We bought him a crate that he will use as his bed but the minute you close the door he panics.,
    He has the adaptil collar on and a diffuser in his safe place.. the kitchen, but within 10 minutes of a person leaving the room he panics full blown digging, barking howling..
    At night he barks and howls every couple of hours
    I didn’t want to bring him upstairs as I want that to be a dog free zone..
    When your there he’s amazing but we can’t be there all the time…

  2. This is absolutely spot on! Early hours of the morning and our puppy (a 9 week old English bully) is crying downstairs, after a read of this article i went down and offered comfort, both pup and box came up to bed and within minutes he settled and is snoring happily against our bed.

    A thousand thank-yous as this was so distressing for us all. 🐾

  3. This made me laugh since our 3 year old sweet boy still cries from time to time. If he is tired or has to poop, he will cry. His sister rings the bells to go out, but Wilbur just cries. He’s an 89 pound baby.

  4. Hi, we have a 10 week old Goldendoodle. The first few nights she slept in crate but the last several nights she cries and screams until I can no longer take it! I am 65 and my husband and I are drop dead tired and can’t take much more! I end up sleeping on the couch and she sleeps on the floor at the end of the couch and sleeps all night. How can I get her to sleep all night in her crate?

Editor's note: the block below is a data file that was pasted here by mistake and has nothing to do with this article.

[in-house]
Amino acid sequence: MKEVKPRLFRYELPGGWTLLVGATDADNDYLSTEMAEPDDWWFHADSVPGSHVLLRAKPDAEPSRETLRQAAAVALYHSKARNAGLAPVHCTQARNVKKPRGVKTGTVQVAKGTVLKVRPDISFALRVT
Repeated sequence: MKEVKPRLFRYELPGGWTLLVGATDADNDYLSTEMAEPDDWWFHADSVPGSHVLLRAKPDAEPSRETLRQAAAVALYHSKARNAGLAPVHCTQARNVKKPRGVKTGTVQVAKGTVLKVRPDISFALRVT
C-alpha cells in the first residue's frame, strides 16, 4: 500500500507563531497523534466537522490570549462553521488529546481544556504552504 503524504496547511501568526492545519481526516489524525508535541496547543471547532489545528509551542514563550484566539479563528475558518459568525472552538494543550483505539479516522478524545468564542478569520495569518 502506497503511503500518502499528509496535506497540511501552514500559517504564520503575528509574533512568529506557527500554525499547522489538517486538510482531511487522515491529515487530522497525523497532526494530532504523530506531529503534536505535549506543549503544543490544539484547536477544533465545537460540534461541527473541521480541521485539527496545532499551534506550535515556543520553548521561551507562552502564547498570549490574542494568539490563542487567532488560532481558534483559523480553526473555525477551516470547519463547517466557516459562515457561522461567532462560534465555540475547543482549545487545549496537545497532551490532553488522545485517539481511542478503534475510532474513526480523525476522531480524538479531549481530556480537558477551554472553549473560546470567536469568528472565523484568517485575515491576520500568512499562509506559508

5. I took my puppy from a dog foster home about a year ago. I love him to bits; he has a great personality, and I feel that he loves our family so much. BUT he barks and whines A LOT. . So, leaving home is always a challenge for us.
    My husband and I were thinking about taking him to ‘doggy school’, but then again, it’s extremely expensive, and the nearest ‘doggy school’ is far away from us. Maybe you have some advice? THANK YOU!!!!

  6. My first night with my new puppy was tonight and although she slept by me for short periods she still would quiety barking then laterr on was full on barking. I took her toliet about four times. In the end I took her out to the kitchen in her crate and see ge confined barking… Is this normal?

  7. That’s good to know that learned crying exists. It’s hard to know how to train that behavior when they do it because it works. I’ve been thinking about surprising my wife with a puppy, so I’ll have to read more about this.

  8. Hello.i have a pomeranian 5 months.she cries after me in thr night,even if somebody is home.i have a 2 years old and I can’t deal with her